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Many people got their first glimpse of Utah’s other-worldly terrain while watching James Franco cut off his arm in 127 Hours. But that gory scene only served to whet the appetites of adventurers who seek thrills in Utah’s varied and challenging landscapes.
More and more each year, particularly in the summer and fall, Utahns take on the challenges of extreme outdoor sports. And there’s no better place to pursue activities like canyoneering, rock climbing and bouldering than the Beehive State.
If you like climbing into caves, or kayaking on one of the state’s many tributaries, you’re also in luck. What often brings vacationers to Utah, and sometimes keeps them here as they relocate, is the vast variety of outdoor activities our state provides.
“There are thousands of different opportunities for hikers, climbers, river runners or just about any other outdoorsman,” says Kevin Lewis, director of sports and adventure marketing for the St. George Area Convention and Tourism Office. His office often fields calls from around the world about Utah outdoor activities.
“Utah is really one of the Meccas for this,” he says. “We have such a wide variety of locales for so many outdoor adventures. And in Southern Utah in particular, they can run year round.”
Rock climbing is quickly becoming one of the state’s most popular draws. Certainly the offerings of Zion and Arches National Parks have been on the radar for climbers for decades, and Utah offers perhaps the greatest variety of rock climbing in the nation.
In the Salt Lake Valley, the granite found in Little Cottonwood Canyon is second only to that in Yosemite National Park in California in terms of density and popularity. In neighboring Big Cottonwood Canyon, there are hundreds of potential quartzite climbing areas. And Utah boasts many kinds of rocks in addition to granite and quartzite, including slate, gneiss, marble, shale, limestone, sandstone, siltstone and conglomerate. Estimates put the ages of these rocks at somewhere from 24 million to over 1 billion years old.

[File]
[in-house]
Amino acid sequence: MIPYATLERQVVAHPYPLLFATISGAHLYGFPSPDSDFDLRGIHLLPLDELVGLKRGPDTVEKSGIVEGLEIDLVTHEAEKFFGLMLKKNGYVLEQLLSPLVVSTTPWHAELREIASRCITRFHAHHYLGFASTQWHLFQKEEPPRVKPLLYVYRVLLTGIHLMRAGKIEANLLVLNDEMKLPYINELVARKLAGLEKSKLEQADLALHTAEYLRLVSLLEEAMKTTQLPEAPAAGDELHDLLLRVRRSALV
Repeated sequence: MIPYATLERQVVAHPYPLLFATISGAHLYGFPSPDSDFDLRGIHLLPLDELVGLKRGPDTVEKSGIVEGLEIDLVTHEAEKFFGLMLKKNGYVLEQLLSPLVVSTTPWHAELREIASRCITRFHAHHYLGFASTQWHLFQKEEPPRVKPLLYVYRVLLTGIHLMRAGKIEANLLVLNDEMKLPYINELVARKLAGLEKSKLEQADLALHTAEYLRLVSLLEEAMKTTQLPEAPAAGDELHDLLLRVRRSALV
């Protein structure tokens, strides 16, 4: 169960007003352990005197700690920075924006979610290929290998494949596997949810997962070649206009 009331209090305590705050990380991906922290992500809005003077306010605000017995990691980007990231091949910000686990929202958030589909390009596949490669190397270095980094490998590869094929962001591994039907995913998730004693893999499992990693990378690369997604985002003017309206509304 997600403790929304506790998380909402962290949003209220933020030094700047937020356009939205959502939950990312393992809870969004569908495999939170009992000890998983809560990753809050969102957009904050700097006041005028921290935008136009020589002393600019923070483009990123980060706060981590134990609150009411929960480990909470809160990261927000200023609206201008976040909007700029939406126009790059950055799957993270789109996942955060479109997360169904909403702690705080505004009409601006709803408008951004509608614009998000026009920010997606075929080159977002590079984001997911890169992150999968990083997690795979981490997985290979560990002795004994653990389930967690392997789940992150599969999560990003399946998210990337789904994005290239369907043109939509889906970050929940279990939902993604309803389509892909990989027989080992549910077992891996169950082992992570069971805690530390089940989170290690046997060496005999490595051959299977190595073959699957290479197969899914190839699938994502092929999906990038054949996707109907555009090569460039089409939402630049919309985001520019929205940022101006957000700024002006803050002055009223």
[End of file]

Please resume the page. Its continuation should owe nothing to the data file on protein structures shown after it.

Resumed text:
Rock climbers, and those into canyoneering, will find a plethora of playgrounds. Southern Utah’s famous slot canyons offer what Lewis calls “a unique perspective on nature. You can’t find anything like them anywhere else.”
Many of these canyons are so narrow that you can touch both sides of the walls with outstretched arms. Getting to some of them might involve trudging through waist-deep water, or even climbing and then rappelling.
Most adventurers think it’s worth it.
“We can combine a lot of our favorite activities when we’re in the canyons of Utah,” says Ron Shelbourne, a Montana native who found his love of climbing and rappelling embellished once he moved to Utah in the late ‘90s. “There are so many variations of environments here. In the morning, you can be freezing; by midday, you feel like you’re in an oven; and then the evening cool is very welcomed. It’s amazing.”
An Adventurer’s Paradise
Not to be missed is kayaking and canoeing, sports that people of all ages can enjoy. In Southern Utah, you can escape for the day along the Green River, paddle to your heart’s content on Lake Powell, or take an extended trip down the Colorado River. Up north, seasonal offerings include reservoirs, man-make lakes or rivers such as the ones in Provo and Weber Canyons. And of course, there’s the Great Salt Lake.
Don’t discount caves, either. We hear about accidents when people climb into caves and get injured because they are accidents—exceptions to the rule. Caving has long been popular in Utah, and there are dozens of caves locally and throughout the state to thrill the Batman or Batwoman in you.
“Cave climbing is really incredibly safe,” Shelbourne says, “as long as you use common sense.” That means use of proper footwear (there are slick spots in some caves, so traction is important), flashlights, clothing, etc. And having emergency supplies or equipment (beckons or locators) is also a smart move.
Among the most popular spots: Lehman Caves, Minnetonka Cave and, of course Timpanogos Cave east of American Fork—a longtime favorite, but be physically prepared for the initial ascent to its entrance.
“Utah is truly an outdoor adventurist’s paradise,” Lewis says. “From mountains to deserts to lakes and streams and everything in between, if you can’t find what you’re looking for here, you may not be looking in all the right places.”
So look harder—your outdoor extreme adventures await, and the weather’s getting better every day.
Head into the Great Outdoors